Jaguar XK Reviews

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The Jaguar XK is a luxury sports car that comes in coupe and convertible body styles. The XK is considered by some as the “spiritual successor” to the 1960s-era XKE. Released in 2007 to replace the previous XK8, the Jaguar XK remained in production through 2015. It has since been succeeded by the Jaguar F-Type.

Jaguar XK Overview

Throughout its model run, the Jaguar XK has maintained the same platform and is therefore a one generation model. However, beginning in 2010 new engines and modest interior changes were made to refresh this model.

The Jaguar XK line is composed of XK and XKR variants, the latter offering more performance and a higher trim level. All models offer standard rear-wheel drive.

The earliest XK models were powered by a supercharged 4.2-liter V8 engine and paired with a six-speed automatic transmission. That engine is rated at 420 horsepower and 413 pound-feet of torque. This model is EPA-rated at 16/25 mpg city/highway.

Beginning in 2010, Jaguar swapped in a larger engine displacing 5 liters. This normally aspirated V8 engine makes 385 horsepower and 380 pound-feet of torque. This model is EPA-rated at 16/24 mpg city/highway.

For shoppers of the XKR, a supercharger is included, which raises the performance numbers remarkably to 510 horsepower and 461 pound-feet of torque. A six-speed automatic transmission with sequential shifting is the lone gearbox choice. This model is EPA-rated at 15/22 mpg city/highway.

Special models have also accompanied the XK series, particularly for the final model year. Jaguar offered both XKR-S and XKR-S GT models rated at 550 horsepower and 502 pound-feet of torque. Only 25 copies of the XKR-S GT were made available in the United States.

The Jaguar XK has a sleek body marked by an oval grille, a lower air intake, wraparound headlamps and a sloping hood. This model has strong shoulders, an ever so slightly rising beltline, a sloping hood and distinctive side vents.

Pronounced rear haunches, wraparound tail lamps, a rear diffuser and dual exhaust ports are also present. Convertible models offer a power folding roof that slips into the trunk.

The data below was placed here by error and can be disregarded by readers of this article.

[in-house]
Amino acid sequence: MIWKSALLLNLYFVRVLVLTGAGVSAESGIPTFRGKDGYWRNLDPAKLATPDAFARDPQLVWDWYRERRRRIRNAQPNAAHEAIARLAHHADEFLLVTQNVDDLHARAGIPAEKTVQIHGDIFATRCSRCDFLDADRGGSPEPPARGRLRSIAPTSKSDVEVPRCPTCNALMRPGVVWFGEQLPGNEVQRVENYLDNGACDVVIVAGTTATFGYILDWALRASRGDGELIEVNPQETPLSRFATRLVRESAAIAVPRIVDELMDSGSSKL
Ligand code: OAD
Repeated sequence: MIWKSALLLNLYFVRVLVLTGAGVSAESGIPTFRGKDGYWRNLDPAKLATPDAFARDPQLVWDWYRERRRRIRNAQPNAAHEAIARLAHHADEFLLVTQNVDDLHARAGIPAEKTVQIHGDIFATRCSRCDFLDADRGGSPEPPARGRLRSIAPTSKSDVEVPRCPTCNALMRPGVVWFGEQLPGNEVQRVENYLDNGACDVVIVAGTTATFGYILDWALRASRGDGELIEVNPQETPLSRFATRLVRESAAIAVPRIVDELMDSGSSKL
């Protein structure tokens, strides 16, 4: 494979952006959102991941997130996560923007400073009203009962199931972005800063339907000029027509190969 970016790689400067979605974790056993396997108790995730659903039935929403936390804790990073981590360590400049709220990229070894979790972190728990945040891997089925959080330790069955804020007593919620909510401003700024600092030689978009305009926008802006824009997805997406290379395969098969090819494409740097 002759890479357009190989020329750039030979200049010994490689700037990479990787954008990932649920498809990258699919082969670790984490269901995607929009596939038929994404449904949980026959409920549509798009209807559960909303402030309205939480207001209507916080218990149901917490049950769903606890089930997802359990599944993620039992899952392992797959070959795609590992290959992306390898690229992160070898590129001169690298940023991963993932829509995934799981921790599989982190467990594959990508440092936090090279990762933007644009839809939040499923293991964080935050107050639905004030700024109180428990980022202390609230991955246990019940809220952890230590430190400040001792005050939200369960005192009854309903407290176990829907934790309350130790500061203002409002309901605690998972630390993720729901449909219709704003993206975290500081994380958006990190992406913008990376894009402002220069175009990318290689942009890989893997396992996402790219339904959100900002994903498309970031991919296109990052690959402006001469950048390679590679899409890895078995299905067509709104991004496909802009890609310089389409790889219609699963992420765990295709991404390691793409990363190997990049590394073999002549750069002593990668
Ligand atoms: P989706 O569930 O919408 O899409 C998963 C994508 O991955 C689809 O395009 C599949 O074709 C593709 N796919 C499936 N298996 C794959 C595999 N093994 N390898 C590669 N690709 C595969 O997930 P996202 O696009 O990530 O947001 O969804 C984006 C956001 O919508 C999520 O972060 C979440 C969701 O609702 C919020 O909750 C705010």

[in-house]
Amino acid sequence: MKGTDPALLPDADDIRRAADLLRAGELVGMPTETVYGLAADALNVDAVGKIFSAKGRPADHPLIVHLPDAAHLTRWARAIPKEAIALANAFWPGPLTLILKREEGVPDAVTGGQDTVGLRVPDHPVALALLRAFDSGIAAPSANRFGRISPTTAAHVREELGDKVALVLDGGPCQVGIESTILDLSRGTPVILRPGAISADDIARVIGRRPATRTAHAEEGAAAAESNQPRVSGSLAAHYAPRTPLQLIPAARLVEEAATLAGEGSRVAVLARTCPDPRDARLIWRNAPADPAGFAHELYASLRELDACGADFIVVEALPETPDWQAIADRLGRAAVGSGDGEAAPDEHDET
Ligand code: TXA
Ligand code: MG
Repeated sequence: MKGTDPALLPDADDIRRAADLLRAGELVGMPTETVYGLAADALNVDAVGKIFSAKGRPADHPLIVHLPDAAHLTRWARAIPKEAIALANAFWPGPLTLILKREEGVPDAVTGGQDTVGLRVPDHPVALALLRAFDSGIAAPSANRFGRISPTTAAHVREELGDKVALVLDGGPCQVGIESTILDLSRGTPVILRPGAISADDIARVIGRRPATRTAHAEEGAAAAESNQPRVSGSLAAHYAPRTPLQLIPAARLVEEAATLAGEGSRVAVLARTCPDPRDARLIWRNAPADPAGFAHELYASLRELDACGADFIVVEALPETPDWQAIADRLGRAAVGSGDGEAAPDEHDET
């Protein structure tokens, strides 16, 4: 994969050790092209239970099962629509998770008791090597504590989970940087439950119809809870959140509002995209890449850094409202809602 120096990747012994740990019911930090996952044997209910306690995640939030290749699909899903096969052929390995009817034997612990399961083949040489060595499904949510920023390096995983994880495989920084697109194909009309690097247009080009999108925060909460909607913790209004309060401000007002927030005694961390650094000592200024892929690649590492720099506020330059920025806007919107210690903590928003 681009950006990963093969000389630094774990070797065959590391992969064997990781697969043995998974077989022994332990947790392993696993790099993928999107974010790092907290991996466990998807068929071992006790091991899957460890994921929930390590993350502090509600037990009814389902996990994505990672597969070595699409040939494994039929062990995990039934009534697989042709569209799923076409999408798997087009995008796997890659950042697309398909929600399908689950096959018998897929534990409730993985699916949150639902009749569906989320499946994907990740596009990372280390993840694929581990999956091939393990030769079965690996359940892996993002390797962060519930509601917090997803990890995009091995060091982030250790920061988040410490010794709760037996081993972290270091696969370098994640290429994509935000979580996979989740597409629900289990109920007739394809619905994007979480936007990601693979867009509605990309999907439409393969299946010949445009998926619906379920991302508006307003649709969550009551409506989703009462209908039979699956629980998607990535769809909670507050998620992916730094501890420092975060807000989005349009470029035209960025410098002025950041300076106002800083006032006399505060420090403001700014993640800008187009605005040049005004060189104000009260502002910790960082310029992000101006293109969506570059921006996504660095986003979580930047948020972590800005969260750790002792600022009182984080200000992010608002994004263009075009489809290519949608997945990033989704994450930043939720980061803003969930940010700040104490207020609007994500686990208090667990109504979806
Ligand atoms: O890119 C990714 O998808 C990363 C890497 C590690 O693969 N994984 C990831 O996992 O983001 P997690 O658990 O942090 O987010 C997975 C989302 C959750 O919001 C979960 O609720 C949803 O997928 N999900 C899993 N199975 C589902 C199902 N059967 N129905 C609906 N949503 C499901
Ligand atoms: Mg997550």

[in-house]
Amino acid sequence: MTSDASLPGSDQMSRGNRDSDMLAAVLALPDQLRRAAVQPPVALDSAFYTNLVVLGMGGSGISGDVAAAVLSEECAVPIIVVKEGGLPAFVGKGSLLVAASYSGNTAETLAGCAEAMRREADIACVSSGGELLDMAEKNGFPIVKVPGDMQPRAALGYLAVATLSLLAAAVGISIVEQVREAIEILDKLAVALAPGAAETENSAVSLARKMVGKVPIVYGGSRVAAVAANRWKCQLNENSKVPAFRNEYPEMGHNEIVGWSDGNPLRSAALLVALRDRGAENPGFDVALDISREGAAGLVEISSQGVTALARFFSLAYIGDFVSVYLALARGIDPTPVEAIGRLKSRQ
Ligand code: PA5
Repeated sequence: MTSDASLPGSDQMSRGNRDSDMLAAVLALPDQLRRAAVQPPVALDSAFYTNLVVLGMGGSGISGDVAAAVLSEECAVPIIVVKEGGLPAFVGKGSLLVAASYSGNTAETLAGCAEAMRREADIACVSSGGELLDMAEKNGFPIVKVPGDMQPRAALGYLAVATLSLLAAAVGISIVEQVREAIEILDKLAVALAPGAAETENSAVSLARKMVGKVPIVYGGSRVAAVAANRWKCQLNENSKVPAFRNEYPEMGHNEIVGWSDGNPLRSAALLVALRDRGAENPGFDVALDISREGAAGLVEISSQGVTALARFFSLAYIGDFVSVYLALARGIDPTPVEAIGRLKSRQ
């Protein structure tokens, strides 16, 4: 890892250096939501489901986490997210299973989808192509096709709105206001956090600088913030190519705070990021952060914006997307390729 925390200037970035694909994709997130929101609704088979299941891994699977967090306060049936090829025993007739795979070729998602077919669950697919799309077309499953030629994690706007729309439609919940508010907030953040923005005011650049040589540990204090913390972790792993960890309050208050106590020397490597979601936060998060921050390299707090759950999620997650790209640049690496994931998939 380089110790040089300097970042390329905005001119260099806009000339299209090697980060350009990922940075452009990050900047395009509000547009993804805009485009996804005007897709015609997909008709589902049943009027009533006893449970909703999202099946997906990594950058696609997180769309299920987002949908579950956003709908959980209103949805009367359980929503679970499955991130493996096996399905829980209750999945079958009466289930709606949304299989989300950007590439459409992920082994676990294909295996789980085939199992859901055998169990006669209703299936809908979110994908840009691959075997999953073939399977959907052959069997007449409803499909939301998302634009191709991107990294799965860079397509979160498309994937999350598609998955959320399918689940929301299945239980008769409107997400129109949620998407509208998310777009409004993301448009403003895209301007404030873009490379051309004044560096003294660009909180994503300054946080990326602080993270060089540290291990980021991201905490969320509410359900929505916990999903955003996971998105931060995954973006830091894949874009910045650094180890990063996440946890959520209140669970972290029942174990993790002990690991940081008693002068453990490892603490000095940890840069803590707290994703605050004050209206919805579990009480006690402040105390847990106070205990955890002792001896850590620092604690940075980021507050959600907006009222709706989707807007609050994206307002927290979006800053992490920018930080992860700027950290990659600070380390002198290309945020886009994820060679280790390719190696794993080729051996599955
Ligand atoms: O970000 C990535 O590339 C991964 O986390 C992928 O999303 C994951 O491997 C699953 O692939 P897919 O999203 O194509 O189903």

Inside, the Jaguar XK has bolstered bucket seats up front and what might be best described as half bucket seats in the rear. That rear seat has virtually no legroom and would be best folded to extend the storage area, itself measuring 11.1 cubic feet. The front seats are covered in thick, plush leather. Leather, wood and chrome trim covers much of the cabin.

Behind the steering wheel is the instrument panel featuring tachometer and speedometer analog displays with a digital driver’s information center in the middle. The center stack is composed of switches and knobs that manage the climate and audio systems. Between the seats are the transmission shifter and cup holders.

Standard equipment for the XK includes alloy wheels, automatic power folding side mirrors, keyless entry, push-button start, power-adjustable and heated front seats, a navigation system and Bluetooth.

Upgrades depend on trim level and model year, with common options including larger wheels, 16-way heated and cooled front seats, softer leather upholstery and a Bowers & Wilkins audio system with 14 speakers. Adaptive Xenon headlamps, an electronic limited-slip differential, performance brakes, a rear spoiler and active dampers with adjustable ride height accompany the high performance editions.

Chief competitors to the Jaguar XK are most any sports car on the market. The Nissan GT-R, Aston Martin DBS, Porsche 911, Audi R8, BMW M6 and Chevrolet Corvette are a few of the specific models to compare.